In a CCP parallel plate plasma reactor, both the plasma electrode and the chuck, which can also be considered to be an electrode, are capacitively coupled to RF power sources, and self-bias potentials are developed on these electrodes. In existing systems, the plasma is typically associated with a halo plasma, which is a scattered plasma surrounding the discharge gap existing everywhere inside the chamber. An electric field having a large gradient in the radial direction can be developed through the halo plasma in contact with the chamber wall. Since the plasma potential is time dependent in nature and the plasma always contacts the chamber wall in these CCP reactors, there is always a time dependent radial electric field gradient in the plasma in these CCP reactors. This radial electric field gradient is associated with radial diffusion near the plasma edge. The diffusive loss generates a plasma density profile in which the plasma density is higher in the center and lower near the edge of the chamber. This diffusive radial plasma density profile is one major source of plasma non-uniformity due to radial plasma losses.
 As concerns plasma non-uniformity caused by highly localized harmonic contents, if the driven frequency on the plasma electrode of a parallel plate reactor is increased, the energy contained at harmonic frequencies of the RF electric field increases rapidly. Interference among these harmonic contents always occurs inside the plasma chamber. The contribution to the total RF electric field due to the harmonic interference causes the total RF electric field on the surface of the electrodes to become non-uniform. The non-uniformity in plasma density could be much greater than the total electric field non-uniformity because high frequency power is much more efficient in creating high plasma densities. The high harmonic frequencies create additional plasma density, but they contribute even more strongly to the plasma non-uniformity. So the harmonic contents and their interference with each other is another major source of plasma non-uniformity.
 For the semiconductor industry, if a system with non-uniform plasma is used for semiconductor wafer processing, the non-uniform plasma discharge will produce non-uniform deposition or etching on the surface of the semiconductor wafer. Thus, the control of the uniformity of the plasma directly affects the quality of the resulting integrated semiconductor chips.
 The trend in the semiconductor equipment industry is toward reactor sources for processing ever larger wafers, current efforts being devoted to progressing from plasma reactor sources capable of processing wafers with a diameter of 200 mm to those capable of processing wafers with a diameter of 300 mm. Since local field non-uniformity increases as a substantial function of the source dimension relative to wavelength, it is expected that greater non-uniformity will be found in 300-mm systems than in equivalent 200-mm systems. Thus, control of the uniformity of the plasma becomes critical for larger systems.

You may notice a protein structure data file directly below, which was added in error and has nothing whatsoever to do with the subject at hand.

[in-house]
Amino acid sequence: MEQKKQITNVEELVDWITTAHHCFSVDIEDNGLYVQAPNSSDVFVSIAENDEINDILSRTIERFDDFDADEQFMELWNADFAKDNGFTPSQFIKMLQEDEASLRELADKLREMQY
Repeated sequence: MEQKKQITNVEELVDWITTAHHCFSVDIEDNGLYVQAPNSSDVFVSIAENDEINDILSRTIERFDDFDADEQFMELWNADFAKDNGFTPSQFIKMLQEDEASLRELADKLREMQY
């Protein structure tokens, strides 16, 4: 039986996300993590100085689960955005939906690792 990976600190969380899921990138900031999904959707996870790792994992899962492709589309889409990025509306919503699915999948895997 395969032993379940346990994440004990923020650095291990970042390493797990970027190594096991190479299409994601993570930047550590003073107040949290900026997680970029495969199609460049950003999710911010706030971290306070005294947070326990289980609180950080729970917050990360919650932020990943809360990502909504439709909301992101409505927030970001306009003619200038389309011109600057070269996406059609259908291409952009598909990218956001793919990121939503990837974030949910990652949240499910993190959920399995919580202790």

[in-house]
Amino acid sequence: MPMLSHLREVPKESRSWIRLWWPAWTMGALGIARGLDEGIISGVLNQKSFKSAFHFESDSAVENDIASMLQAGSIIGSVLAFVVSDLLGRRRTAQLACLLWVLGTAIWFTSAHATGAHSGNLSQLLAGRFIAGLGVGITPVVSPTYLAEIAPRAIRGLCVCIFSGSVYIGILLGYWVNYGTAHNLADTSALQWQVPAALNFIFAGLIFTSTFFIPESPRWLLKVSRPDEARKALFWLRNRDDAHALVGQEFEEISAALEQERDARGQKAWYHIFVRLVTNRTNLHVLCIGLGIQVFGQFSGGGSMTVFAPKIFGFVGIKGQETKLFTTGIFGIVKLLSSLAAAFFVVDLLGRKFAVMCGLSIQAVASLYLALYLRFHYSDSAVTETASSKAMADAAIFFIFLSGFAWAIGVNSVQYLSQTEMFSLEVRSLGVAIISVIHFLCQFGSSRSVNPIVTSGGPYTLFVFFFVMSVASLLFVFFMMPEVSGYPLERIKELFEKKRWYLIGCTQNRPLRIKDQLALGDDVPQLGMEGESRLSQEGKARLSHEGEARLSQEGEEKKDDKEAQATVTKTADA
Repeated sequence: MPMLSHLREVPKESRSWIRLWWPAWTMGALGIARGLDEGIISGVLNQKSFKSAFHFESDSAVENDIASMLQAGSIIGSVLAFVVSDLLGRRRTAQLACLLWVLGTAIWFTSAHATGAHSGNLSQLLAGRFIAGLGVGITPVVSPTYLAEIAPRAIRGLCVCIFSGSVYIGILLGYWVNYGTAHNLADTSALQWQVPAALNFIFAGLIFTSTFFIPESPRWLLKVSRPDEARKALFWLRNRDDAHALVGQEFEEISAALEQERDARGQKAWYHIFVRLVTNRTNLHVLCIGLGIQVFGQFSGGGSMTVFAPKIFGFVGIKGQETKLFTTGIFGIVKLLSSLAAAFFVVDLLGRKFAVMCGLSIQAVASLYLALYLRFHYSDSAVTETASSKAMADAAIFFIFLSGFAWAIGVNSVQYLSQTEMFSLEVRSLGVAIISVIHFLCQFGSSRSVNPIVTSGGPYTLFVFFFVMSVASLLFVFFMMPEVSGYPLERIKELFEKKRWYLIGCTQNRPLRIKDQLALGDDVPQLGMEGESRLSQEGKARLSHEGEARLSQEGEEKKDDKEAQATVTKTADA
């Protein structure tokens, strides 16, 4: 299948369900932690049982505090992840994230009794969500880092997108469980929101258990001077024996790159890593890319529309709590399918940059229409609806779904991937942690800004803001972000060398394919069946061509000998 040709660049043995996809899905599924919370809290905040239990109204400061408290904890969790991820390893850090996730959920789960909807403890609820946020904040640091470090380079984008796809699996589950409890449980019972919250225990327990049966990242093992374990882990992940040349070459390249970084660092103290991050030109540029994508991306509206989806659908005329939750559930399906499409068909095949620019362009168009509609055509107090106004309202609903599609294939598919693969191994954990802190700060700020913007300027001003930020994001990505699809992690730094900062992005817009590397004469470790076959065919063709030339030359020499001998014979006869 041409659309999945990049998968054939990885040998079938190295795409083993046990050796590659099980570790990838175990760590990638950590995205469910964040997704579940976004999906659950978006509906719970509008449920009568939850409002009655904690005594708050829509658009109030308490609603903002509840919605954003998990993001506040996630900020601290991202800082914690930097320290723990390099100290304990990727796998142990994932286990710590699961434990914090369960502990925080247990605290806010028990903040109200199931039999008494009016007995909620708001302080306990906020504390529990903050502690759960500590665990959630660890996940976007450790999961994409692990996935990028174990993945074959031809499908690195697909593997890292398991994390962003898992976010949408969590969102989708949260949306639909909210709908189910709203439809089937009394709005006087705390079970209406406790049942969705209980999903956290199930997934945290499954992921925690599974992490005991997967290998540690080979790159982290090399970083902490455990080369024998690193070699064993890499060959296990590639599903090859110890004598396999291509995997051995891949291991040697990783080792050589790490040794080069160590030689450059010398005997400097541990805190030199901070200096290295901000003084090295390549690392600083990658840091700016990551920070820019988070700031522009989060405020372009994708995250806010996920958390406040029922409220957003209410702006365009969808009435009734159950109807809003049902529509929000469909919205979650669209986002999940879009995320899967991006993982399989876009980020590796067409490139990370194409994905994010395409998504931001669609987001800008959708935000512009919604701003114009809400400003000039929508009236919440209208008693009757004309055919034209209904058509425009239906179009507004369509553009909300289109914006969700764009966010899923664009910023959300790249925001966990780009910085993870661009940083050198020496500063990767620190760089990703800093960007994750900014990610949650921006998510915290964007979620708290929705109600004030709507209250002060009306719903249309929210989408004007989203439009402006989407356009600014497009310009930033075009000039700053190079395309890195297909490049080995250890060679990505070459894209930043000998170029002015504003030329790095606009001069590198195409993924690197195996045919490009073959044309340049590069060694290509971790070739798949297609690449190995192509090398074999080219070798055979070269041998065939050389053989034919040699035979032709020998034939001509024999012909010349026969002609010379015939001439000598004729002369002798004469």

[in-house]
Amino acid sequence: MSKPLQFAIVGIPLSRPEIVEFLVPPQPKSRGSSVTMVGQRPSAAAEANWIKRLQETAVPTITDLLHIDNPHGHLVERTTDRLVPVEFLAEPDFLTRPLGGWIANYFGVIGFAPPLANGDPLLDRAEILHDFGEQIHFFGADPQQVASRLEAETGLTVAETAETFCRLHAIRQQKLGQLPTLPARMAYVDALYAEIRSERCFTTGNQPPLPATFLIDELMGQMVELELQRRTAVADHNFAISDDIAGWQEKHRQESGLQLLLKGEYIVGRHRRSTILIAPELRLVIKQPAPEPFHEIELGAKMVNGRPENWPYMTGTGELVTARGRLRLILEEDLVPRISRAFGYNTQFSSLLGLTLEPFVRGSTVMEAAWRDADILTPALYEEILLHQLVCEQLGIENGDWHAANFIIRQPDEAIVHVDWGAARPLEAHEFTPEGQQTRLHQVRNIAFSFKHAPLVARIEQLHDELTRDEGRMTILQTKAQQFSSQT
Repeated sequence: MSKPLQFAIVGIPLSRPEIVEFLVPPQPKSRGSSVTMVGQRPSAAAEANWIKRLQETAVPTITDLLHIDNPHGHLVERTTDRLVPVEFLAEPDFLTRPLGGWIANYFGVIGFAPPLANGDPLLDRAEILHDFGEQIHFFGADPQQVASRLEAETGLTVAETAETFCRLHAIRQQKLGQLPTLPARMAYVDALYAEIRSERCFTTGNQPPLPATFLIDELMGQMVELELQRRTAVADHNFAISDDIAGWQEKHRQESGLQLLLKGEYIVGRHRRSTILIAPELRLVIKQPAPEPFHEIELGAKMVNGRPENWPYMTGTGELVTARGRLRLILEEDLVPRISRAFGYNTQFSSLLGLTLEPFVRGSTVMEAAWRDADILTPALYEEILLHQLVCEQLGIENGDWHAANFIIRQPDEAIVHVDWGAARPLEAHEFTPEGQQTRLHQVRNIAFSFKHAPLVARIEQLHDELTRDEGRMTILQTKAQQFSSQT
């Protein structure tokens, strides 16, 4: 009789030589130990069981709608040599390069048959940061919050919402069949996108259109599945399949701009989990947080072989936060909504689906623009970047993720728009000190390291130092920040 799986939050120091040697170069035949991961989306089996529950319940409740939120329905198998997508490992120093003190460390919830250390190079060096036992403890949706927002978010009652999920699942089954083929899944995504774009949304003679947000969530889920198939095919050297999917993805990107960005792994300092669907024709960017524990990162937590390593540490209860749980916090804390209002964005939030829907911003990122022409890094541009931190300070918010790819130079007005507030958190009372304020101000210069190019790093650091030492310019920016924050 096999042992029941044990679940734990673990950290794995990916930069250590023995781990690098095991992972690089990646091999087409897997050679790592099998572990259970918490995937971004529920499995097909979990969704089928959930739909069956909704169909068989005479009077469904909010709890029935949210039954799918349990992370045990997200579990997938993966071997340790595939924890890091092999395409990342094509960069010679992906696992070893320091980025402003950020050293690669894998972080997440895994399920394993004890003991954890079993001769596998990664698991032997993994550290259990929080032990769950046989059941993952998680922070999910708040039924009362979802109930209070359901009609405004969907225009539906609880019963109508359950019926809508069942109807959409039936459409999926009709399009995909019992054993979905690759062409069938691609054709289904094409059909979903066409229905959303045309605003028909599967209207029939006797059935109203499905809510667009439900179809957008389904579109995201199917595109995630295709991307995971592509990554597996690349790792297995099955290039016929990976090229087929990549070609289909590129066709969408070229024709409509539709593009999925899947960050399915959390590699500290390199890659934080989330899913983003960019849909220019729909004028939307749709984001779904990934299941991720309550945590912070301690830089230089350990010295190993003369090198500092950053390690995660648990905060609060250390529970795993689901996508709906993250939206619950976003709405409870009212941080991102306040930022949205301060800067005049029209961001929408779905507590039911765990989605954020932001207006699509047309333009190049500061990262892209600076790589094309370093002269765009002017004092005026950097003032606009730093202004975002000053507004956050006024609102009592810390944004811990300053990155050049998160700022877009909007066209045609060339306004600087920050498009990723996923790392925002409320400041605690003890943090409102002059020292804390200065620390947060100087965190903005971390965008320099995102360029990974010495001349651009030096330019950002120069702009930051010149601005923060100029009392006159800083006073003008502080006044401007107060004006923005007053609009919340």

In VHF CCP systems of the type currently used in the industry, both the upper electrode and the chuck are capacitively coupled to the RF power source or to respective power sources. The processing plasma in such systems makes contact with the chamber wall through the halo plasma existing in the chamber surrounding the discharge gap. Lack of control of the halo plasma makes it difficult to control the time dependent plasma potential. There is also a significant time-dependent radial electric field gradient existing near the outer edge of the processing plasma. This radial electric field gradient increases radial plasma loss, introduces charging damage near the wafer edge, and possibly causes sputtering on the chamber wall.
 The present invention provides improved plasma density uniformity in CCP systems.
 The invention is implemented by a capacitively coupled plasma reactor comprising: a reactor chamber enclosing a plasma region; upper and lower main plasma generating electrodes for generating a processing plasma in a central portion of the plasma region by transmitting electrical power from a power source to the central portion while a gas is present in the plasma region; and means including at least one set of magnets for maintaining a boundary layer plasma in a boundary portion of the plasma region around the processing plasma.
 The invention is further implemented by a capacitively coupled plasma reactor comprising: a reactor chamber enclosing a plasma region; upper and lower plasma generating electrodes for generating a processing plasma in a central portion of the plasma region by transmitting electrical power from a power source to the central portion while a gas is present in the plasma region; and means for applying a VHF drive voltage to the upper plasma generating electrode and RF bias voltages at a lower frequency than the VHF drive voltage to the upper and lower plasma generating electrodes.
 The invention is not limited to systems which employ VHF drive voltages, and at least some aspects of the invention apply to a wide range of RF frequencies used for semiconductor processing. However, the current industry trend is toward the use of VHF drive voltages for parallel plate, CCP process reactors. Although edge non-uniformity due to radial losses can be observed in all such reactors, the plasma non-uniformity associated with harmonics of the fundamental frequency can be greatly exacerbated when the fundamental drive voltage frequency is in the VHF range.
 This is a Continuation of International Application No. PCT/US01/42111, which was filed on Sep. 12, 2001 and claims the benefit of U.S. Provisional Application No. 60/231,878, which was filed Sep. 12, 2000, the contents of which are incorporated herein by reference.